Yale School of Architecture | Studio Tatiana Bilbao | with Karolina Czeczek | Feldman Nomination | 2015


The objective of this project is to turn Real de Palmas, a low-income workers housing settlement of 60.000 inhabitants near Monterrey, from an agglomeration of houses into a self-sufficient city. Different scales of interventions respond to problems ranging from underutilized backyards, lack of public amenities and civic programs, nonexistent employment opportunities and need for more housing. The urban strategy takes advantage of the existing structure while allowing for organic growth.

By rezoning the central ‘Spine’ of Real de Palmas, we give a programmatic and functional meaning to the purely formal road system. The enlargement of the sidewalks and introduction of bike lanes prioritize pedestrians on the currently underutilised roads. Extensions of the houses and introduction of commercial activities along the ‘Spine’ allow for creation of work spaces for the inhabitants. There is a range of small scale businesses emerging in Real de Palmas,but currently commercial extensions of domestic units are illegal.

The ‘Carpets’ work on the scale of the neighborhoods and connect existing green areas, offering a place for community based activities. They are designed to provide a sense of identity in each of the housing neighborhoods. The carpets are created by unified paving material, urban furniture or planting and some take advantage of abandoned buildings to create a series of covered recreational areas.

The ‘Backyards’ reach back to the Vecindad housing typology in Mexico, turning the underutilized backyards into shared spaces (more pleasant area to play for children than the street) or urban farming where people can grow their own food . This intervention allows for more efficient use of space and creates new relations between the neighbors (not existent at this point). In some house typologies extensions between houses take advantage of the 5 foot gap between the buildings to provide an additional bedroom to each household. With the introduction of an additional structure, vertical extensions to the housing units are also possible.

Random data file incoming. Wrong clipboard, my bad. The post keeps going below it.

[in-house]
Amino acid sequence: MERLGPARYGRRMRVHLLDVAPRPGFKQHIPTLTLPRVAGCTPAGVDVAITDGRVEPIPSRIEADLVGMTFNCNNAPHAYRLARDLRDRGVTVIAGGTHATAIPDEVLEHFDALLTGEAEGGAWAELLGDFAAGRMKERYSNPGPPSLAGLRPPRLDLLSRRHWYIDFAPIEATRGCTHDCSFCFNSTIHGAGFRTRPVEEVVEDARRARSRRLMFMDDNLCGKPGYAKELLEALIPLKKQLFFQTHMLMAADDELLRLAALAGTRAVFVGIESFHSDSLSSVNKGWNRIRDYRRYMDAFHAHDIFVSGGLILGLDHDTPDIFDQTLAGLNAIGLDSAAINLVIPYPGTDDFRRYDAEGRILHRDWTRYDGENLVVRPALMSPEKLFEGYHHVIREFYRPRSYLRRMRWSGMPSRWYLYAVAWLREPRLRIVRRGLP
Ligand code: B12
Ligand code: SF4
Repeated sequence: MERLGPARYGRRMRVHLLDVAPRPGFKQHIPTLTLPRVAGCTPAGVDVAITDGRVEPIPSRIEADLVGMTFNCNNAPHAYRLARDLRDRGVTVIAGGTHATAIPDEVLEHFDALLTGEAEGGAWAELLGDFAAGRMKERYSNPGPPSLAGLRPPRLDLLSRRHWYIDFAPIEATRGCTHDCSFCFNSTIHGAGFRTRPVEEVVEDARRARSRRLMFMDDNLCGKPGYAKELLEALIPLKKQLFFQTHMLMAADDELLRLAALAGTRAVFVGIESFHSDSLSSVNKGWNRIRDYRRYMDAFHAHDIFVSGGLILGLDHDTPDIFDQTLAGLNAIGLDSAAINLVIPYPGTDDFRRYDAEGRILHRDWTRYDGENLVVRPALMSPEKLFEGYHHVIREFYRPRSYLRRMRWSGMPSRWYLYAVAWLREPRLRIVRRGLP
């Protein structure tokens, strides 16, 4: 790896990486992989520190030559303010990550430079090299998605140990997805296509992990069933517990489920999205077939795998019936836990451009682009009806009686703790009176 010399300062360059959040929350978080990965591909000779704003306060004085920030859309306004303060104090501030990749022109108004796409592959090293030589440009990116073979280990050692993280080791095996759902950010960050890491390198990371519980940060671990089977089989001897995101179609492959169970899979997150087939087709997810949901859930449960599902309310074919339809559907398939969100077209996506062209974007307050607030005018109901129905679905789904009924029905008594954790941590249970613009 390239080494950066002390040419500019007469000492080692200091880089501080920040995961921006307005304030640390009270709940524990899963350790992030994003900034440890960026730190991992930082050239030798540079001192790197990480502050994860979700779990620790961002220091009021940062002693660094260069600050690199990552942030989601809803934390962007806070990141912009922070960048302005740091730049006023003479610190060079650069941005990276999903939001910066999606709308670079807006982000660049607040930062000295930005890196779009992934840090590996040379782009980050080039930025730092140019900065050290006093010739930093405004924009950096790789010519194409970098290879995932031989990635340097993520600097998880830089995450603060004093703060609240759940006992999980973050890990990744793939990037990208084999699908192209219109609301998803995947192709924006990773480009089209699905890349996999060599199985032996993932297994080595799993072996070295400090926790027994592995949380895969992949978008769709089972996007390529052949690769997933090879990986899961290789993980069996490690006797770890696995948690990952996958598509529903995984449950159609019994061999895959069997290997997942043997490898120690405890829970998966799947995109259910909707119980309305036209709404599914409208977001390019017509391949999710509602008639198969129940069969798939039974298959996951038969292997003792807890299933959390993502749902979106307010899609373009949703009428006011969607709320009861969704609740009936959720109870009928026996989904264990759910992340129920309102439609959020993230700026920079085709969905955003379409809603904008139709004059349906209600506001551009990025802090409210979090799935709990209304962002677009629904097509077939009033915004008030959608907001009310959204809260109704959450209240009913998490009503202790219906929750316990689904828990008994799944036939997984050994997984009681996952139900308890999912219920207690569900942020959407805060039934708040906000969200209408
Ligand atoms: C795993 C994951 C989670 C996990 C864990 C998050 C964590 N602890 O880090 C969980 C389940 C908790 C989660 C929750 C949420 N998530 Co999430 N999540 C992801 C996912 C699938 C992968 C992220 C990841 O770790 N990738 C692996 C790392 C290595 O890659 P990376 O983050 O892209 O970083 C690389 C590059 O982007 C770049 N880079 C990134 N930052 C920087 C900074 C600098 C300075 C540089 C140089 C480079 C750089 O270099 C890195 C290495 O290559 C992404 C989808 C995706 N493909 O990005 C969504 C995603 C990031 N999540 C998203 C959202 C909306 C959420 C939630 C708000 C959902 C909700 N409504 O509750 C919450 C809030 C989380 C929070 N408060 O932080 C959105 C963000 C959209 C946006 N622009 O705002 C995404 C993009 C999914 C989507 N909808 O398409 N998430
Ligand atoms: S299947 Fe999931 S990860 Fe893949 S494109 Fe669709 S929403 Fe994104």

‘Pockets’ anchored around existing civic buildings create a break in the relentless grid of houses and introduce recreational, cultural and civic programs that will help Real de Palmas to become a functioning city.

The ‘Educational Pocket’ is anchored around the existing school building, and provides programs lacking in the development: a trade school and a library, connected through shaded outdoor spaces.

The gridded paving of the Pocket unifies the square while it responds to the relentless grid of Real de Palmas. Unlike the rigid grid of the settlement, this new grid allows for incorporation of different scales. Smaller, more intimate plazas break down the scale of the ‘Pocket’.

Piers support the floating volume the trade school, and provide informal outdoor study spaces, anchoring the building in its surrounding. The piers can be filled in to form additional classrooms, if needed. Lecture halls are located on the upper floor. A large canopy gives shading, creates indoor-outdoor continuity and a connection to the library.

The courtyarded library is composed of stepping volumes that create bleacher seating towards the sport fields and allow for a transparent open plan on the ground floor. Reading areas are located on ground level, while the stepping volumes house the stacks and the auditorium.

A serpentine path links the two buildings and connects them with the outdoor stage, the urban farm, the botanical garden, the pool and the existing school buildings.

Both buildings present an attempt to create civic scale buildings that are are necessary for Real de Palmas to grow into a city, and encompass the urban strategy of working with the existing structure, as well as allowing for organic growth.


The ‘Market Pocket’ is inspired by two common, existing market typologies in Mexico: formal and permanent structures of mercados and informal, temporary tianguis. Proposed market is a shading canopy over the fixed market area and few enclosed volumes introduce spaces for food trade and small scale production.

The canopy is made of interconnected concrete shells that can collect a rain water, a scarce resource in the area. Inspired by Felix Candela’s structures in Mexico, they can be easily produced by low skilled labor. There are fixed market tables around the each column and there exist and few bigger volumes in the market. Those volumes are built as concrete frames filled with ornamental ceramic brick that allows for concurrent enclosure and ventilation of spaces.

The market is important for Real de Palmas from the economic and cultural point of view because allows for informal exchange of goods, crafts and traditions.